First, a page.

FIG. 20 shows one physical embodiment of the apparatus.

FIG. 21 shows the act of defining a marker for a free format region.

The figures are provided in order to provide a thorough understanding of the present invention. The figures should not be construed as limiting the breath of the invention in any manner.

DETAILED DESCRIPTION

The term device under test (DUT) describes either a single device of a group of devices coupled together.

It may be noted that the use of the invention is not limited to a use in the testing of the devices. The word “test” as used in this document means that a command is being sent to the device or the network system and a response is received. The purpose of such sending the command and receiving the response could be either testing the device or the network system or simply for eliciting certain variable values from the device or the network system for the purpose of provisioning, maintenance, or management. Further, word “DUT” is being used in this document illustrates a device or network system.

In this invention, one of the goal is to provide a test designer a way of defining references to values contained in the response without having to write code and rebuild the test every time it is changed. The template can be used to generate a list of header information to enable a software program to determine whether the response from the device is valid, one or more markers which are a fixed string within the response that can be used to find values within a block of text, a list of blocks of a specific structure, and a list of variables contained in those blocks of a specific type. Multiple templates can be defined for a given a given command response, based on the blocks and variables defined. A test developer can then use a specific template to extract values from the response to a command and use those values in subsequent test steps.

The process for using a template can be broken into three modes of operation as shown in FIG. 2. First, in the create template mode, the test developer creates the template by designating the device and command, then setting up a command to send to a device 201. The developer can then take the captured response and use it in the patternize mode 202, in which the developer identifies patterns in the data that can be used to extract the values of interest. Finally, once the template patters have been identified and the template has been saved, a template can be used in the analysis mode 203 to extract values in a live test sequence for use in later test steps. In the following paragraphs, we will look at each of these models of operation in more detail.

The sequence for template creation is shown in FIG. 3. A test developer makes a choice in a computer program to initiate a template 301. At that point, he is prompted to send a command to a device 302. After the command is executed 303, the response to the command is captured 304 and displayed to the test developer in a template editor 305. An implementation of the template editor is shown in FIG. 8. Once the initial template display is presented, the test developer can enter the appropriate header information in order to identify the template such as a name for the template and type of data (ASCII or binary for example) 306.

The test developer may then enter into the patternize mode, as shown in FIG. 4. The test developer may then select regions of the response 401 with an appropriate pointer device and designate them as blocks 403. The type of block may be designated once it is selected 405, such as command, prompt, or free format, or any other block type which is defined in the program. Regions within those blocks may then be selected using the same pointing device 402 and designate those subregions either as block 403, markers 407 or variables 404. Once the template definition is complete, it is stored for later use 406.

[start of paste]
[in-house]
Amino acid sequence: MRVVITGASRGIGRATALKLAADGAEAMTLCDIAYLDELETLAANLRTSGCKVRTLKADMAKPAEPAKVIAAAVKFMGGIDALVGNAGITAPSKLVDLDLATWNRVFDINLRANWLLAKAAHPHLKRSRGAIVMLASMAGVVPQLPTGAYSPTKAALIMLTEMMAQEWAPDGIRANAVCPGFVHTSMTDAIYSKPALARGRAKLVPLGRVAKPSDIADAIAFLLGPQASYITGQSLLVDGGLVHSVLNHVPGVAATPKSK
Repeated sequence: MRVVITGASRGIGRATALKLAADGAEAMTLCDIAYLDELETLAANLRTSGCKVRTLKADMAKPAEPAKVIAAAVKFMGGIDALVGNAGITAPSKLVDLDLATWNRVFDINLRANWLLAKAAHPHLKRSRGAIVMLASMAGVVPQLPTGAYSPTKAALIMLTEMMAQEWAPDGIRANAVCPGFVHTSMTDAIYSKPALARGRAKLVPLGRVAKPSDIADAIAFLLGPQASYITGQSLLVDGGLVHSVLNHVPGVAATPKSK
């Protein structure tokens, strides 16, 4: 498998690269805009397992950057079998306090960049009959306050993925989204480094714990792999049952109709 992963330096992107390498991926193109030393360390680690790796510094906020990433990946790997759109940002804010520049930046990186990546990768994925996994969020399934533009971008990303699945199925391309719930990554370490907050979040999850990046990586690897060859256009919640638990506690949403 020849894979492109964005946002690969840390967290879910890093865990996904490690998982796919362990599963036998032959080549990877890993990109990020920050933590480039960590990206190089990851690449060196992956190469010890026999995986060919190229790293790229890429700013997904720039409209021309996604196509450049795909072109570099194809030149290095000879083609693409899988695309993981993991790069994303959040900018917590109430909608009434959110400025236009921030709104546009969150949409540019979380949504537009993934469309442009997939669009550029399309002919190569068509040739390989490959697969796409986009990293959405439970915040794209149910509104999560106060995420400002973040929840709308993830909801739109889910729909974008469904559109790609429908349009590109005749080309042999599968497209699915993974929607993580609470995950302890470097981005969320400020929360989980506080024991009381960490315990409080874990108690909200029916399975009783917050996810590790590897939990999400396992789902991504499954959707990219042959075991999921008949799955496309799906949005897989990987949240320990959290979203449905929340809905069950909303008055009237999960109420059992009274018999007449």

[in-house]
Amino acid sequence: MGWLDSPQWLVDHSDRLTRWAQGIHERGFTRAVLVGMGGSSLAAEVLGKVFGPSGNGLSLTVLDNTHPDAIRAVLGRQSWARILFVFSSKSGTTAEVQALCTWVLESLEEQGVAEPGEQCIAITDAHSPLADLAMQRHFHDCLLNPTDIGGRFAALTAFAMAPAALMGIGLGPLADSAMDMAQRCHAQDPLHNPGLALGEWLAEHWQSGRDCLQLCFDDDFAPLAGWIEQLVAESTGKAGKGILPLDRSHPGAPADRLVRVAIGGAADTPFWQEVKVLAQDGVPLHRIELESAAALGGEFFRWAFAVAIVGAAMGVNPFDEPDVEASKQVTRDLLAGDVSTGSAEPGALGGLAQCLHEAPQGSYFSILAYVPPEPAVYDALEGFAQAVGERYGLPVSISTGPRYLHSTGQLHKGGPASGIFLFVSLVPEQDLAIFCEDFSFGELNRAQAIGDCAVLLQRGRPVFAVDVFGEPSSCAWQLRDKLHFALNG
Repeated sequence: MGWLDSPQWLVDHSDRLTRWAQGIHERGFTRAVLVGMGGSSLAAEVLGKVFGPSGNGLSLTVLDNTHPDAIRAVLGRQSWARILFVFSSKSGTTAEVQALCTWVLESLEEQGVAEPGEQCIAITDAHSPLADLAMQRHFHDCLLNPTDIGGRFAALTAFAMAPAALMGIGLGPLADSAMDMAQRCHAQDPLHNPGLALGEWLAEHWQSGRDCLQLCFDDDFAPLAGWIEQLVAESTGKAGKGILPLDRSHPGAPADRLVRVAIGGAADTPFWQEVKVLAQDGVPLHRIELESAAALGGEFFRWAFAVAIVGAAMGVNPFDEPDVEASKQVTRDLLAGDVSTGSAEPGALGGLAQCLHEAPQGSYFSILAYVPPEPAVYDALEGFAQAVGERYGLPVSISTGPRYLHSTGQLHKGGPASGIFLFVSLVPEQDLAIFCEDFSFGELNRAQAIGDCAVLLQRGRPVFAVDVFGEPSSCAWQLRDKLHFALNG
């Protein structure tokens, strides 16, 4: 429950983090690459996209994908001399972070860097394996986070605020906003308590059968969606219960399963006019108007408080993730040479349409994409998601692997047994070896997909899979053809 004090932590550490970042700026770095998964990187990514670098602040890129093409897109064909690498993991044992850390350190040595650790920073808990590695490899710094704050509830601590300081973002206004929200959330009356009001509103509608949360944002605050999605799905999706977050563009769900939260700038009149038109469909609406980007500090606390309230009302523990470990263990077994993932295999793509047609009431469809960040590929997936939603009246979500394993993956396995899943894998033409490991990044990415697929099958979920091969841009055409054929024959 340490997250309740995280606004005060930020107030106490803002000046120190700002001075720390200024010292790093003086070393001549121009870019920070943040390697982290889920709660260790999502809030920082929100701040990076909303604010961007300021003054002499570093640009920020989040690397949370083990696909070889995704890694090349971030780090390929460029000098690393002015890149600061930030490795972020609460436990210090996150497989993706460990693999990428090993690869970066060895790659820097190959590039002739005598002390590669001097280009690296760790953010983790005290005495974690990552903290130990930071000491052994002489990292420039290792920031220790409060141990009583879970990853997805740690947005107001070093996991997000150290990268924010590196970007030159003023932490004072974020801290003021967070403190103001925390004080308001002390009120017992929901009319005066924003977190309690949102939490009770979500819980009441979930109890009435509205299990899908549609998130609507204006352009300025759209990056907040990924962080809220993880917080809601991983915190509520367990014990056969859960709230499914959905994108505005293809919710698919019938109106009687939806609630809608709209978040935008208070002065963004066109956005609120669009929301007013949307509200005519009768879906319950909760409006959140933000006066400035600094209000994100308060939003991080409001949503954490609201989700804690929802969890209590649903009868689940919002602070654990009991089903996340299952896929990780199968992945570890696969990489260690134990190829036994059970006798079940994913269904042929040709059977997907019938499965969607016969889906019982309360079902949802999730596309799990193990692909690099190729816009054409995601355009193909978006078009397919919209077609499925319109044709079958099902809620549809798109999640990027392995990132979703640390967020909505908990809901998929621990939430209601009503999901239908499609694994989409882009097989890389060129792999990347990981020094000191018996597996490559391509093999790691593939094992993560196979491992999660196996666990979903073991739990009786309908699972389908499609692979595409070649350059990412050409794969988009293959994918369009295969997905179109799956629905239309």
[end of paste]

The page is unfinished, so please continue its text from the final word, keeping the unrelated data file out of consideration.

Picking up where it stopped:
In analysis mode, a test developer may select a template to be used in a test step on receipt of the same or similar device response. As shown in FIG 5, after the matching test command is executed 501, the response is captured 502 and the template software will execute a validation step 503, comparing any strings the test developer designated to the content of the response to validate that it is the expected response. Once it does that, it will execute a search for variables associated with the template 504. It does this by searching for a string pattern in the response via a regular expression or other pattern matching algorithms to align itself and find a block which contains one or more variables, then it will find the value for one or more selected variables 505. The variables are then returned to the test software for use in later steps 506.

Described below is a system and method for interactively generating device response templates. Throughout the description, for the purposes of explanation, numerous specific details are set forth in order to provide a thorough understanding of the present invention. It will be apparent, however, to one skilled in the art that the present invention may be practiced without some of these specific details. In other instances, well-known structures and devices are shown in block diagram form to avoid obscuring the underlying principles of the present invention.

Interactive Device Response Template Generator

As illustrated in FIG. 20, one embodiment of an interactive device response template generation process provides a unified user interface 2001, a computer 2002, interface to devices under test, 2003 storage for device commands and the parameters required 2004, storage for response structures and substructures 2005, storage for available response format types 2006, storage for implementations of those format types 2007, and storage for the resultant response templates 2008.